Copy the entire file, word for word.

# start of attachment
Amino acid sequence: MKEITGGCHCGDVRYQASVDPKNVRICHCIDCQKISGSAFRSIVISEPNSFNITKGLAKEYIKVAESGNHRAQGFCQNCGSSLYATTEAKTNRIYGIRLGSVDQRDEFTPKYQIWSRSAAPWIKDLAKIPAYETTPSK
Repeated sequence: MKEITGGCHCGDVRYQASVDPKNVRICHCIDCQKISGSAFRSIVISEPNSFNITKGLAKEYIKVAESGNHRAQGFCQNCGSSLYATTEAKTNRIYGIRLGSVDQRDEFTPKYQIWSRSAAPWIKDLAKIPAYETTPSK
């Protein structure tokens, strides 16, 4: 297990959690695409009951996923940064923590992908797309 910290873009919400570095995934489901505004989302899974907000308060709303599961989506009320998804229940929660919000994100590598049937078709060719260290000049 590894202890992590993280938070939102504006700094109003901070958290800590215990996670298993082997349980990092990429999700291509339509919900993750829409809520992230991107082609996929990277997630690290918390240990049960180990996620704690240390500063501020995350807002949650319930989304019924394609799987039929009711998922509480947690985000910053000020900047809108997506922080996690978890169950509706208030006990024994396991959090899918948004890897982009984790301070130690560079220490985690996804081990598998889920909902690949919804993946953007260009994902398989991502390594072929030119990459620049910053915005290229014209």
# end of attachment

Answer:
Amino acid sequence: MKEITGGCHCGDVRYQASVDPKNVRICHCIDCQKISGSAFRSIVISEPNSFNITKGLAKEYIKVAESGNHRAQGFCQNCGSSLYATTEAKTNRIYGIRLGSVDQRDEFTPKYQIWSRSAAPWIKDLAKIPAYETTPSK
Repeated sequence: MKEITGGCHCGDVRYQASVDPKNVRICHCIDCQKISGSAFRSIVISEPNSFNITKGLAKEYIKVAESGNHRAQGFCQNCGSSLYATTEAKTNRIYGIRLGSVDQRDEFTPKYQIWSRSAAPWIKDLAKIPAYETTPSK
């Protein structure tokens, strides 16, 4: 297990959690695409009951996923940064923590992908797309 910290873009919400570095995934489901505004989302899974907000308060709303599961989506009320998804229940929660919000994100590598049937078709060719260290000049 590894202890992590993280938070939102504006700094109003901070958290800590215990996670298993082997349980990092990429999700291509339509919900993750829409809520992230991107082609996929990277997630690290918390240990049960180990996620704690240390500063501020995350807002949650319930989304019924394609799987039929009711998922509480947690985000910053000020900047809108997506922080996690978890169950509706208030006990024994396991959090899918948004890897982009984790301070130690560079220490985690996804081990598998889920909902690949919804993946953007260009994902398989991502390594072929030119990459620049910053915005290229014209």